<img class="lazy" height="1" width="1" style="display:none" src="data:image/svg+xml,%3Csvg%20xmlns='http://www.w3.org/2000/svg'%20viewBox='0%200%201%201'%3E%3C/svg%3E" data-src="https://www.facebook.com/tr?id=376816859356052&amp;ev=PageView&amp;noscript=1">
 In Shop Blog

We may receive a commission when you use our affiliate links. However, this does not impact our recommendations.

Last year just weeks prior to Christmas, I decided to make my mother a Pennsylvania spice box with an inlaid door.

That was stupid.

I got it done (thanks to Glen Huey’s inlay-by-router tutelage as well as the use of his shop, because ours was still in boxes for last year’s move), but it was down to the wire. I added the hardware early in the morning on Dec. 25, and the quickly cut, sloppy drawer dovetails will be a source of everlasting shame (I was raised Catholic; guilt is a way of life).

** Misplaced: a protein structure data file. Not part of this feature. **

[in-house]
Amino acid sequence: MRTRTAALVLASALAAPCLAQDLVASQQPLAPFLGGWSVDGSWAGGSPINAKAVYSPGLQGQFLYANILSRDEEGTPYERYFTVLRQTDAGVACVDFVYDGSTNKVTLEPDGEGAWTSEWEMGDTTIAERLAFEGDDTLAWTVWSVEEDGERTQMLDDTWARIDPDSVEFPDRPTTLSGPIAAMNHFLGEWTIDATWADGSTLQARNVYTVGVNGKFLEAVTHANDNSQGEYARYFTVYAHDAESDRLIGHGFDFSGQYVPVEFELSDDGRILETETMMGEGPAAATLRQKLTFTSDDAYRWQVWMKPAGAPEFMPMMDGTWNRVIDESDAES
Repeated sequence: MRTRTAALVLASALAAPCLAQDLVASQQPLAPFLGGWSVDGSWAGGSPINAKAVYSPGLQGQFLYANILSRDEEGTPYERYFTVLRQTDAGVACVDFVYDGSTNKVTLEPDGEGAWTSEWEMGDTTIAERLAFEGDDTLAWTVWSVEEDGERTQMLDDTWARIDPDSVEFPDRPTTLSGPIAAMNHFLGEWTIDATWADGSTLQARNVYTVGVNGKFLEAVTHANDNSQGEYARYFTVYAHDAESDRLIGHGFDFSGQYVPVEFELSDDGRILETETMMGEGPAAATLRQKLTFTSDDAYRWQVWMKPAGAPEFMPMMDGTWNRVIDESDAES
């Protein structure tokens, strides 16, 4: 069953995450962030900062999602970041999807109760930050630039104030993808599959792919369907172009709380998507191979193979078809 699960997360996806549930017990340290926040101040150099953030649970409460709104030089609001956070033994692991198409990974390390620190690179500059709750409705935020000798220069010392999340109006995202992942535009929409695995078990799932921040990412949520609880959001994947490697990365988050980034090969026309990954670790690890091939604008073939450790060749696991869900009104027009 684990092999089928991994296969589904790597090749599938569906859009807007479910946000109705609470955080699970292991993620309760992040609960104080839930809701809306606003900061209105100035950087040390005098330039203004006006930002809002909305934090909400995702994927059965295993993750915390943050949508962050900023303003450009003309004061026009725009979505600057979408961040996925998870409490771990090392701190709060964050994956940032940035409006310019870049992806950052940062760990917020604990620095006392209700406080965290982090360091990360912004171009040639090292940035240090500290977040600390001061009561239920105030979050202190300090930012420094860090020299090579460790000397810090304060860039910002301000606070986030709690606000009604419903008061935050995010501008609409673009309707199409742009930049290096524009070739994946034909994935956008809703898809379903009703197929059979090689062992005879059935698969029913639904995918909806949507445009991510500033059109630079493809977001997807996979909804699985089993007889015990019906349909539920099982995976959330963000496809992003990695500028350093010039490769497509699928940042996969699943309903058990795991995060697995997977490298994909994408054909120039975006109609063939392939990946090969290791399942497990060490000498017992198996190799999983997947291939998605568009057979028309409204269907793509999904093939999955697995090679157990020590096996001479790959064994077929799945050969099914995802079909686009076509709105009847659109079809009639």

So this year, I got her a Rookwood tile (for those of you unfamiliar with this venerable Cincinnati company, it’s worth checking out – both for its storied history and recent rebirth), and instead of buying a frame for it, decided to make one.

I started out with a rough idea of an exposed through-tenon, pagoda-shaped, pegged-joint frame. But I got two-thirds of the way done, slipped the tile in place for fitting, and realized the simple design of the pottery was overshadowed by the too-complicated frame.



By registering, I acknowledge and agree to Active Interest Media's (AIM) Terms of Service and to AIM's use of my contact information to communicate with me about AIM, its brands or its third-party partners' products, services, events and research opportunities. AIM's use of the information I provide will be consistent with the AIM Privacy Policy.

Start typing and press Enter to search